Prosecution Case In Sandusky Trial Already Nearing The End

The sex abuse trial of former Penn State coach Jerry Sandusky is moving quite rapidly, and is on a pace that could bring the prosecution’s case to an end by the end of this week:

(CBS/AP) BELLEFONTE, Pa. – Prosecutors appear to be winding down their case against Jerry Sandusky, the former Penn State assistant football coach charged with abusing 10 boys over a 15-year span.

Judge John Cleland said the prosecution could rest by the end of the day on Friday. Five of Sandusky’s accusers have now testified, including three on Wednesday. Sandusky has maintained his innocence.

On Wednesday, one of his accusers said he stayed quiet to keep going to Penn State football games.

Another man, who was a foster child when he met Sandusky through his Second Mile charity, spoke of a threat — that Sandusky told him he would never see his family again if he told anyone what happened.

Those were among the ways Sandusky held sway following alleged inappropriate encounters, the two men testified Wednesday at his child molestation trial.

“He told me that if I ever told anyone that I’d never see my family again,” said the man, now 25. He said he was terrified when Sandusky uttered the threat after the coach pinned him while wrestling in the basement of the Sandusky home and performed oral sex on him.

There’s more at the link, including more testimony I really don’t feel the need to repeat here. I haven’t been following the case closely, but it’s been apparent that the victim testimony has been quite devastating. At one point, when the person identified as Victim #1 was testifying and began choking back tears, reporters said several of the jurors could be seen doing the same thing.  If this pace picks up, Sandusky’s defense should start next week, although I’m honestly unsure what defense they could mount at this point, especially since his attorneys have apparently not been very aggressive in cross-examining the victims and have done little to attempt to undermine their credibility.   Sandusky’s fate seems to be headed in a rather obvious direction at this point.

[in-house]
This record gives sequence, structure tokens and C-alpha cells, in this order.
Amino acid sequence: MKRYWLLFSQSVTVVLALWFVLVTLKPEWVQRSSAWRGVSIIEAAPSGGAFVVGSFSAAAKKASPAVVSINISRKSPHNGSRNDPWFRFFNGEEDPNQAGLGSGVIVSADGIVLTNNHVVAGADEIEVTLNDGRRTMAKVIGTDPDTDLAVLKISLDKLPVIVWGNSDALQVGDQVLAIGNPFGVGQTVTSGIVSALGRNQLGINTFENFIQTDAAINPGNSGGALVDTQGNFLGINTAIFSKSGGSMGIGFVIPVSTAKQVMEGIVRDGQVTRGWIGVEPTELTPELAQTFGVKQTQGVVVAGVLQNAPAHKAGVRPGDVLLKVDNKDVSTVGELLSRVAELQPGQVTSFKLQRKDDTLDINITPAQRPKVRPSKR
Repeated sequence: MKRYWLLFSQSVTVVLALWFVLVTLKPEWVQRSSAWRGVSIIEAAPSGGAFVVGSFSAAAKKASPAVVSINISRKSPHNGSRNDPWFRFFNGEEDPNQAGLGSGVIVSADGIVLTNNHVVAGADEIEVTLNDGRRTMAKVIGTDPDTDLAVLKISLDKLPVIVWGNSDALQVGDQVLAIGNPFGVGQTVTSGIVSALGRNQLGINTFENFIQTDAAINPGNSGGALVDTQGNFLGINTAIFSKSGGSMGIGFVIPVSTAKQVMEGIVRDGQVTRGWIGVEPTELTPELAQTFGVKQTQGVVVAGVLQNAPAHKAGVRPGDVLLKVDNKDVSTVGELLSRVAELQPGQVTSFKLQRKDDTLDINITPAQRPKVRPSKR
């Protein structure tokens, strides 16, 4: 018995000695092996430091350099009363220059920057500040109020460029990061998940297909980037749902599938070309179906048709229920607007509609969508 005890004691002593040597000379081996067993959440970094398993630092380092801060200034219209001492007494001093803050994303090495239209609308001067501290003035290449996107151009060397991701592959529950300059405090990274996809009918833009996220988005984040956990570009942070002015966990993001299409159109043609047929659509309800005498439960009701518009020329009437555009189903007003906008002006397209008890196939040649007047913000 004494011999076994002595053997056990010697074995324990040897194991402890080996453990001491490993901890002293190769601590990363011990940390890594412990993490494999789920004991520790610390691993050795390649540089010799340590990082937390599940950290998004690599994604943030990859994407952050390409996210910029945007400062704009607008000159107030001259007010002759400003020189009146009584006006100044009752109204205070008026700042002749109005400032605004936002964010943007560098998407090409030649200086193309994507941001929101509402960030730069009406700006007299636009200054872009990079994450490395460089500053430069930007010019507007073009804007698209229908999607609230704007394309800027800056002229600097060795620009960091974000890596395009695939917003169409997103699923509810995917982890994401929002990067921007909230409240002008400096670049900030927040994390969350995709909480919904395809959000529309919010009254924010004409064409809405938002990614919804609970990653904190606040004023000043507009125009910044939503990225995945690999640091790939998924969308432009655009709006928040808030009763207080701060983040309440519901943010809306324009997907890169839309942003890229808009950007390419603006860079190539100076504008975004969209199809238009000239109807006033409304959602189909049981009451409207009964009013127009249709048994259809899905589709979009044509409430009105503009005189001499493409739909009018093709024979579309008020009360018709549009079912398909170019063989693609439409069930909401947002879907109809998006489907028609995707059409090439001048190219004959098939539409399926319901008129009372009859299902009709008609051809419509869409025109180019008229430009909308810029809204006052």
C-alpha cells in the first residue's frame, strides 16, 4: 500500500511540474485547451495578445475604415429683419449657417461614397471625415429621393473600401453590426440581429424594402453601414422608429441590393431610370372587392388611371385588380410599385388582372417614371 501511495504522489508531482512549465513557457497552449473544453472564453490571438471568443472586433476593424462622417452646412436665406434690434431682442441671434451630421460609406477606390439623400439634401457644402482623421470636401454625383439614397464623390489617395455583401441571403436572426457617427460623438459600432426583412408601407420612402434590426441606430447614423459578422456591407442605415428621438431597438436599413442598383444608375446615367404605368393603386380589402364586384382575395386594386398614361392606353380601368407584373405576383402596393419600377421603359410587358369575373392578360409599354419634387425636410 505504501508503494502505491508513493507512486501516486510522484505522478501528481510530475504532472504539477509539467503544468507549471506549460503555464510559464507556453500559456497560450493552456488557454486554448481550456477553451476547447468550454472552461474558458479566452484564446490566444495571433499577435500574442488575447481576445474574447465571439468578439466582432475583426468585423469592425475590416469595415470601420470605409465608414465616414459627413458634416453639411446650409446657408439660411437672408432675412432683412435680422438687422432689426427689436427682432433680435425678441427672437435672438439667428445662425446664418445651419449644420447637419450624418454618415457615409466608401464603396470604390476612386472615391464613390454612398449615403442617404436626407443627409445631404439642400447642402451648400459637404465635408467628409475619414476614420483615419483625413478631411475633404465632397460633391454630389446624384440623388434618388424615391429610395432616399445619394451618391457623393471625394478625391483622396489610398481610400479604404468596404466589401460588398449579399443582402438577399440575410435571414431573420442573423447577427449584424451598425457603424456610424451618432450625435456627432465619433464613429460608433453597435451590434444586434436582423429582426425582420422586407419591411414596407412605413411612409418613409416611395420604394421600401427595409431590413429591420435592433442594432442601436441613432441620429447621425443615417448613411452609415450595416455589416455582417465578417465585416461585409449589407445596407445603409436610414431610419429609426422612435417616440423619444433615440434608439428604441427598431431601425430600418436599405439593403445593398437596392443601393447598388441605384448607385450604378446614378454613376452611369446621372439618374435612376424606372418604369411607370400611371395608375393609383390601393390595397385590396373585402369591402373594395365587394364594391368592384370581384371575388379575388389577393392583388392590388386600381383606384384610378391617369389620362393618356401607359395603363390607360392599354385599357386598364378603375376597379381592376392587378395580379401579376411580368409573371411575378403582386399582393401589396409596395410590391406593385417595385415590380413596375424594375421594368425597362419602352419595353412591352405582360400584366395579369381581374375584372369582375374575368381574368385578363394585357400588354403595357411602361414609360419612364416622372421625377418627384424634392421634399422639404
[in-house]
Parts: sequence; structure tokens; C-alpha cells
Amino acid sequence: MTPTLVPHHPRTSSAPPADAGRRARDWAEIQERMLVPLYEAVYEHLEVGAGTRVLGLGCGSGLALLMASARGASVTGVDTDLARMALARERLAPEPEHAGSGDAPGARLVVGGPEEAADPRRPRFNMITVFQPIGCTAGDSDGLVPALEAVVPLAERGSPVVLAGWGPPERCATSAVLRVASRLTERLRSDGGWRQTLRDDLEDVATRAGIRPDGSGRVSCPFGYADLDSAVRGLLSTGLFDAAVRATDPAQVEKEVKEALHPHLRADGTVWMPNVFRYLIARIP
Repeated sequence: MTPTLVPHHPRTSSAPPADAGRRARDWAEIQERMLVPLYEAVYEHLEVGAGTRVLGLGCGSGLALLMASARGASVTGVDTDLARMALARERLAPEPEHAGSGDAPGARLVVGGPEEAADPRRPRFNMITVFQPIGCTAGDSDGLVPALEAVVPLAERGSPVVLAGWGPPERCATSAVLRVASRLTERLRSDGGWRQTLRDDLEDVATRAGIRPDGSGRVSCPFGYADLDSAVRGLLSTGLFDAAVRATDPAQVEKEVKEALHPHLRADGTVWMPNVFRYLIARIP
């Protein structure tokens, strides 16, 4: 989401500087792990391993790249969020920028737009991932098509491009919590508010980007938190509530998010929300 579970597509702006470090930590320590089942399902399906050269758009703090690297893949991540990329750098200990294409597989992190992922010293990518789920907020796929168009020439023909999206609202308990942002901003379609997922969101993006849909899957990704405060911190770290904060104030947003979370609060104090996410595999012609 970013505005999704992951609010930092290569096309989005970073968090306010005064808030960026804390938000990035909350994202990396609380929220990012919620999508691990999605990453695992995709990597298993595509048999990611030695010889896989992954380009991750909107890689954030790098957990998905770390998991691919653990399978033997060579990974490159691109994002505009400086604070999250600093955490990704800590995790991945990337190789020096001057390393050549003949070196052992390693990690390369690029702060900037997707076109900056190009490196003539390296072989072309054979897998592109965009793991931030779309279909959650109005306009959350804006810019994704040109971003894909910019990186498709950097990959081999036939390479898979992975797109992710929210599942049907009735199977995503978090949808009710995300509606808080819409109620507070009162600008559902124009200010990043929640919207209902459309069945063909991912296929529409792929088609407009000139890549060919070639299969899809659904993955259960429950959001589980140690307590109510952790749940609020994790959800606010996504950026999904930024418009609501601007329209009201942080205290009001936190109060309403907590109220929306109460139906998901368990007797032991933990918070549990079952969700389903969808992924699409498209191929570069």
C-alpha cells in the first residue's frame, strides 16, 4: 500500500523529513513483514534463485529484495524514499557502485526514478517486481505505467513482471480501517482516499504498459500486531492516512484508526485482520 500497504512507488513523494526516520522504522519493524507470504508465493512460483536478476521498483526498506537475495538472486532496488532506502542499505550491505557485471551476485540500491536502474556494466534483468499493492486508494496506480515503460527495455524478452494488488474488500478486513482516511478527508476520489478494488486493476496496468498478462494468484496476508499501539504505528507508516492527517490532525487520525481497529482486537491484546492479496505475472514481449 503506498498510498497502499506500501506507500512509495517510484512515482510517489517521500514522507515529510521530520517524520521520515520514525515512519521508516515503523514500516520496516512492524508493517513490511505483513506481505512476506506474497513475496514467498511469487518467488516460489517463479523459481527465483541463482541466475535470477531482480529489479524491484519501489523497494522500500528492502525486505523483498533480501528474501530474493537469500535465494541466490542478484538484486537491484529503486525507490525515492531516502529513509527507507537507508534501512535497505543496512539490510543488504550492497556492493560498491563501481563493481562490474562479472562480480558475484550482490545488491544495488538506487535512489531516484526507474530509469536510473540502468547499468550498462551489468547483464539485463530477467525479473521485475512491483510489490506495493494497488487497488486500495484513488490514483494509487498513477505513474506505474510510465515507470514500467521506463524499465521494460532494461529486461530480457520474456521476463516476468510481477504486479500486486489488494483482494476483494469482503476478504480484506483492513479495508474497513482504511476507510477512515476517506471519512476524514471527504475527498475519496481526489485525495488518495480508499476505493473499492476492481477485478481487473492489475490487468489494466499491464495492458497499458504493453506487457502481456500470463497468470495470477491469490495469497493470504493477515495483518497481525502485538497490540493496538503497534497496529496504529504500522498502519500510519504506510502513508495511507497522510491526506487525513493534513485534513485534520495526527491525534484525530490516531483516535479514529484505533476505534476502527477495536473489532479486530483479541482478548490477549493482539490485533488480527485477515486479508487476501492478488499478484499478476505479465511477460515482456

FILED UNDER: Law and the Courts, Quick Takes, Sports
Doug Mataconis
About Doug Mataconis
Doug holds a B.A. in Political Science from Rutgers University and J.D. from George Mason University School of Law. He joined the staff of OTB in May 2010. Before joining OTB, he wrote at Below The BeltwayThe Liberty Papers, and United Liberty Follow Doug on Twitter | Facebook

Comments

  1. J-Dub says:
  2. Chad S says:

    Never underestimate how dumb a jury can be.

  3. Rick Almeida says:

    Hey Doug,

    Could it be possible that Sandusky’s lawyers are leaving room for an appeal based on ineffective assistance of counsel?

  4. @Rick Almeida:

    The standard for Ineffective Assistance is pretty high (or is that low?) and if the Judge thought for a minute that they were deliberately throwing the case to set the appeal up, I’m sure he’d take some action because I’ve seen it happen before.

    The more likely explanation is that they don’t have much of a defense but they’ve also got a Defendant who refuses to plead guilty. The lead defense counsel said in his opening that Sandusky would be testifying in his defense, which pretty much any lawyer would advise him against doing BUT if the client wants to testify notwithstanding the attorney’s advise that is his call to make, not the lawyers.

  5. mattb says:

    @Doug Mataconis:

    The standard for Ineffective Assistance is pretty high (or is that low?) and if the Judge thought for a minute that they were deliberately throwing the case to set the appeal up, I’m sure he’d take some action because I’ve seen it happen before.

    Just wanted to second this. As an outside observer (IANAL) who knows more than a bit about the appeals process, Ineffective Assistance is a VERY High/Low bar. And even in cases where it’s clear that council was ineffective, the question is always whether or not that ineffectiveness actually had an effect on the overall outcome.

  6. Nikki says:

    Let the civil suits begin. The university is going to pay out the wazoo, especially with the head dude admitting that they were more concerned with protecting Sandusky than protecting the kids.

  7. The civil suits are going to take years to make their way through the court system. Quite honestly, I’m sure PSU’s various insurers are already talking amongst themselves about settlements.

  8. It’s possible that the lawyers have “runaway client” here. Sandusky seems to be heavily in denial about his situation, and ultimately if he ignores counsel and demands a particular defense, the lawyers have to present it, even if they know it’s doomed to failure.